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This Month in Naval History
Siren Stwgbt

(StwGbt: t. 214; 1. 154'7"; b. 32'3"; dph. 5'11~"; dr.
5'; s. 7 mph. (upstream); a. 2 24-par. how.)

The first Siren-a wooden-hulled, stern-wheel steamer built as White Rose in 1862 at Parkersburg, Va.—was

purchased by the Navy on 11 March 1864 at Cincinnati, Ohio; and was placed in service as a temporary receiving ship at Mound City, Ill. Subsequently fitted out as a "tinclad" gunboat, the ship was commissioned on 30 August 1864 for service on the Mississippi River between Columbus, Ky., and Memphis, Tenn.

However, before she could proceed downstream to her station, she was ordered, on 23 September, to Cape Girardeau, Mo., to guard that area against a reportedly imminent attack by Confederate troops under Brigadier General Joseph O. Shelby. When the alarm proved groundless, she steamed downstream to her station as a ship of the Fourth District of the Mississippi Squadron. Into February 1865, she served on the r*er protecting Union shipping and preventing Confederate traffic across the river.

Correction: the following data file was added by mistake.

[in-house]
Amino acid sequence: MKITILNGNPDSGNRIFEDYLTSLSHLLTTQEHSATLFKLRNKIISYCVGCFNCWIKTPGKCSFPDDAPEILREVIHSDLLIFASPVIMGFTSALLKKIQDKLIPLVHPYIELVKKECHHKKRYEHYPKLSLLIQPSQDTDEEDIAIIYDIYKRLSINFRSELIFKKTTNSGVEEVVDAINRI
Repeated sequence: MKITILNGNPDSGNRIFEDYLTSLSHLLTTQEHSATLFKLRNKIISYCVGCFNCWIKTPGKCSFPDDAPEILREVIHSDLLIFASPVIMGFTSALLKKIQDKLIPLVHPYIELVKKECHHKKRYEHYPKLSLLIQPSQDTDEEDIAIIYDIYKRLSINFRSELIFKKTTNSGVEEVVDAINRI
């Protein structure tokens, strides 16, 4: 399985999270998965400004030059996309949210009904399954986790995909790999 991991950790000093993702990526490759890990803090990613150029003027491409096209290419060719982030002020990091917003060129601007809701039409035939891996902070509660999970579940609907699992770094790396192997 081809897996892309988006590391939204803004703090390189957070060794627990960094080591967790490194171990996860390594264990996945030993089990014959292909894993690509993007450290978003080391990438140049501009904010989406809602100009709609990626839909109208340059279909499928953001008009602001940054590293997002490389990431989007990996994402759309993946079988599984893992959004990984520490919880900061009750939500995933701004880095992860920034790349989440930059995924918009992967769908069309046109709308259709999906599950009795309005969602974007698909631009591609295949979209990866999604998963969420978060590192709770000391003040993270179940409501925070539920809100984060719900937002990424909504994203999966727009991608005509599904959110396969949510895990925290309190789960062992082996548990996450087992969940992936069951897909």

On 14 February, Siren was ordered to proceed to New Orleans for temporary duty with the West Gulf Blockading Squadron during mop-up operations in Mobile Bay. However, upon her inspection at New Orleans, it was decided that she would require such "extensive repairs alterations, and adjustments" before she would be ready for service at sea that she was promptly returned to the Mississippi squadron. She served on the rivers through the end of the Civil War. Among her varied duties during the first months after the Confederacy collapsed, was the task of accepting the surrender of Southern troops and of disarming the region.

She was decommissioned at Mound City on 12 August 1865 and sold at public auction there on 17 August 1865 to G. E. Warner, E. S. Mills, et al. Redocumented as White Rose on 3 October 1865, the ship served in river commerce until abandoned in 1867.


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